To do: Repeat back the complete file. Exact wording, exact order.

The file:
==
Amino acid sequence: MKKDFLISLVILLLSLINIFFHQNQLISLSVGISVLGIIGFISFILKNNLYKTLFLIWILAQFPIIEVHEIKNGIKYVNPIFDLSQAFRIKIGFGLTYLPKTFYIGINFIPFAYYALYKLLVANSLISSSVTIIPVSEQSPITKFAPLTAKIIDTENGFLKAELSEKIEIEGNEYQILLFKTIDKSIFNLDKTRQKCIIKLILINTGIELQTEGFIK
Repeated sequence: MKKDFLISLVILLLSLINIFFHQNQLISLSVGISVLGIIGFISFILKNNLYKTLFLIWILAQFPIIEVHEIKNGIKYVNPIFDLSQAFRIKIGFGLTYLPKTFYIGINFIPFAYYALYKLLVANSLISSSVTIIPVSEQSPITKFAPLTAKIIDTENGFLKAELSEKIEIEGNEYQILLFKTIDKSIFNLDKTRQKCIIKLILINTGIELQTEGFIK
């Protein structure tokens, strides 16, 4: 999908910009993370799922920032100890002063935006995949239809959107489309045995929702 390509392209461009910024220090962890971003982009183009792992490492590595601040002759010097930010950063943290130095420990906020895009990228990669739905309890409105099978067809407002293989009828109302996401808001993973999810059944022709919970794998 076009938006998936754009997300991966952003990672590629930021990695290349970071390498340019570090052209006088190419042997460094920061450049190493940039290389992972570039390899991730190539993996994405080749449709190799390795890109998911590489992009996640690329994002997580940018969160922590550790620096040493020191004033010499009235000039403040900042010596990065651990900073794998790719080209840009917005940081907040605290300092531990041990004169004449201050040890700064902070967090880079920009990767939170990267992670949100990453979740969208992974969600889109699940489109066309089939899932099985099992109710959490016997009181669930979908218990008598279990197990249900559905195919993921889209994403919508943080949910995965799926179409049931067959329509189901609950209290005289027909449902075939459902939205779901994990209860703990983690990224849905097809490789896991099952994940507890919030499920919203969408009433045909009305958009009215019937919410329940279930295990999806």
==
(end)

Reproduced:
Amino acid sequence: MKKDFLISLVILLLSLINIFFHQNQLISLSVGISVLGIIGFISFILKNNLYKTLFLIWILAQFPIIEVHEIKNGIKYVNPIFDLSQAFRIKIGFGLTYLPKTFYIGINFIPFAYYALYKLLVANSLISSSVTIIPVSEQSPITKFAPLTAKIIDTENGFLKAELSEKIEIEGNEYQILLFKTIDKSIFNLDKTRQKCIIKLILINTGIELQTEGFIK
Repeated sequence: MKKDFLISLVILLLSLINIFFHQNQLISLSVGISVLGIIGFISFILKNNLYKTLFLIWILAQFPIIEVHEIKNGIKYVNPIFDLSQAFRIKIGFGLTYLPKTFYIGINFIPFAYYALYKLLVANSLISSSVTIIPVSEQSPITKFAPLTAKIIDTENGFLKAELSEKIEIEGNEYQILLFKTIDKSIFNLDKTRQKCIIKLILINTGIELQTEGFIK
């Protein structure tokens, strides 16, 4: 999908910009993370799922920032100890002063935006995949239809959107489309045995929702 390509392209461009910024220090962890971003982009183009792992490492590595601040002759010097930010950063943290130095420990906020895009990228990669739905309890409105099978067809407002293989009828109302996401808001993973999810059944022709919970794998 076009938006998936754009997300991966952003990672590629930021990695290349970071390498340019570090052209006088190419042997460094920061450049190493940039290389992972570039390899991730190539993996994405080749449709190799390795890109998911590489992009996640690329994002997580940018969160922590550790620096040493020191004033010499009235000039403040900042010596990065651990900073794998790719080209840009917005940081907040605290300092531990041990004169004449201050040890700064902070967090880079920009990767939170990267992670949100990453979740969208992974969600889109699940489109066309089939899932099985099992109710959490016997009181669930979908218990008598279990197990249900559905195919993921889209994403919508943080949910995965799926179409049931067959329509189901609950209290005289027909449902075939459902939205779901994990209860703990983690990224849905097809490789896991099952994940507890919030499920919203969408009433045909009305958009009215019937919410329940279930295990999806």